What does all this have to do with making art?! In art, like in many things in recent years, we have emphasized, arguably, the talents of our left brains. We are encouraged to learn a vast array of skills and apply them in calculatedly novel ways. We are asked to write statements about our work and we better “have something to say”! It has been said that contemporary art suffers from “excessive self consciousness”…leading artists to deliberately invent themselves…rather than intuitively discover (themselves).” But real newness comes intuitively from our imagination…from our right brains. Our left brains are incapable of experiencing anything truly new….only of being intentionally, deliberately novel. Creating art involves a synthesis of the planned and unplanned, the structured and unstructured, the logical and intuitive. Most of us have experienced that inner conflict of when to think and when to let go and surrender to what wants to come.
We spend an inordinate amount of time in our left brains now simply because we already “know” so much. Most of what we encounter every day has already been discovered. Our right brains try to stay alert for the unknown but must become listless in the waiting. Our left brains end up in charge – moving us from one known to the next. So little comes along that is truly new that we’re out of practice being in our right brain, and that’s not a good thing because our brains are plastic – always developing – and the things that we practice translate directly into new, stronger neural clusters.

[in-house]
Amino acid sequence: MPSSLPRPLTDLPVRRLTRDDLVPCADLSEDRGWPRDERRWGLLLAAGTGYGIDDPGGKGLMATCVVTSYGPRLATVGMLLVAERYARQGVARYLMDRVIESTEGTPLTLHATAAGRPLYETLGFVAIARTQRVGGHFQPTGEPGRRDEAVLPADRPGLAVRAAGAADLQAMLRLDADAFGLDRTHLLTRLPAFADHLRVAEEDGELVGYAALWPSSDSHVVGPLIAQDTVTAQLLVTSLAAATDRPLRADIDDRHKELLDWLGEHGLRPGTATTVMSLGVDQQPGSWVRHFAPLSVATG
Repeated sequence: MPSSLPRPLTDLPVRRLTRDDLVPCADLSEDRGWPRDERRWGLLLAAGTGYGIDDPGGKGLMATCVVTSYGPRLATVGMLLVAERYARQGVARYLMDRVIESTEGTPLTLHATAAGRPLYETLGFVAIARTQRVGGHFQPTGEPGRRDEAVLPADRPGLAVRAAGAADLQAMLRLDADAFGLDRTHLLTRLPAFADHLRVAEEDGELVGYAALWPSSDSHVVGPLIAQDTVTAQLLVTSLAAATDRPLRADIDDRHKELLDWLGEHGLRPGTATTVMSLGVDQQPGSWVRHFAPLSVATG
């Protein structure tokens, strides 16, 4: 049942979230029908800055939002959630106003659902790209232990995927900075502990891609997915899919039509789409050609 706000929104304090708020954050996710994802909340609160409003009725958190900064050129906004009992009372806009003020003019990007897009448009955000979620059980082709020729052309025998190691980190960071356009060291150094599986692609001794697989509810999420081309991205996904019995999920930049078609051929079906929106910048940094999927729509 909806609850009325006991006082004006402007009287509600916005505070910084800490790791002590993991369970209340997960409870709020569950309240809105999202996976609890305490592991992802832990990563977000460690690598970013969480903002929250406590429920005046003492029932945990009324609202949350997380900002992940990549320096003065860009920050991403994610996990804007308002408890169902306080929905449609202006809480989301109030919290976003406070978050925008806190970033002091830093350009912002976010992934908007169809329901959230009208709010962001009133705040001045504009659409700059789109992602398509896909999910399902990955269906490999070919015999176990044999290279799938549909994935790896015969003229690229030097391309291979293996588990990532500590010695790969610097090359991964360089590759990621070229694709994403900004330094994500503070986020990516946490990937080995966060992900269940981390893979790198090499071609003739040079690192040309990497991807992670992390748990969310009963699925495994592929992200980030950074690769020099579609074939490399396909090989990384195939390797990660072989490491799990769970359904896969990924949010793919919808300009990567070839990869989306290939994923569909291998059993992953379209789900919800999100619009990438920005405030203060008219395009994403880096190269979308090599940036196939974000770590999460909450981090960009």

Neuroimaging has also discovered that our brains – as in our neural network – aren’t confined to our skulls, but there are long neural fibers that connect behind our heart and behind our gut. These information pathways connect to our right hemisphere. We have also discovered “mirror neurons” which are believed to be the etiology of empathy. These neurons react in a very special, synchronistic way with the “Other” – whatever that is. Our right hemisphere sees itself in “profound relation with the world it experiences.” (McGilchrist) Our left hemisphere “attends to a virtual world of its own creation which is self determined and disconnected from the Other” – whether that be a person, landscape, model, canvas, or whatever.
Art and life require both sides of our brain to be working in harmony and balance, integrated and each fully enlivened. It makes sense that our right brain with its emphasis on the new, has been lulled to slumber by the lack of new experiences. Our longing for and idealizing of the innocence of the child or the “primitive” speaks to this loss. But it isn’t useful to throw away the collected knowledge and skill of our left brain either. Synthesis is the operative word. How to achieve that with the divergent agendas of our hemispheres is the challenge!
Acknowledgment: Special thanks to Iain McGilchrist and his wonderfully illuminating book: The Master and his Emissary: The Divided Brain and the Making of the Western World, Yale University Press, New Haven and London, 2009. This book, in no small way changed my life and may just change the world!
"The Way Between"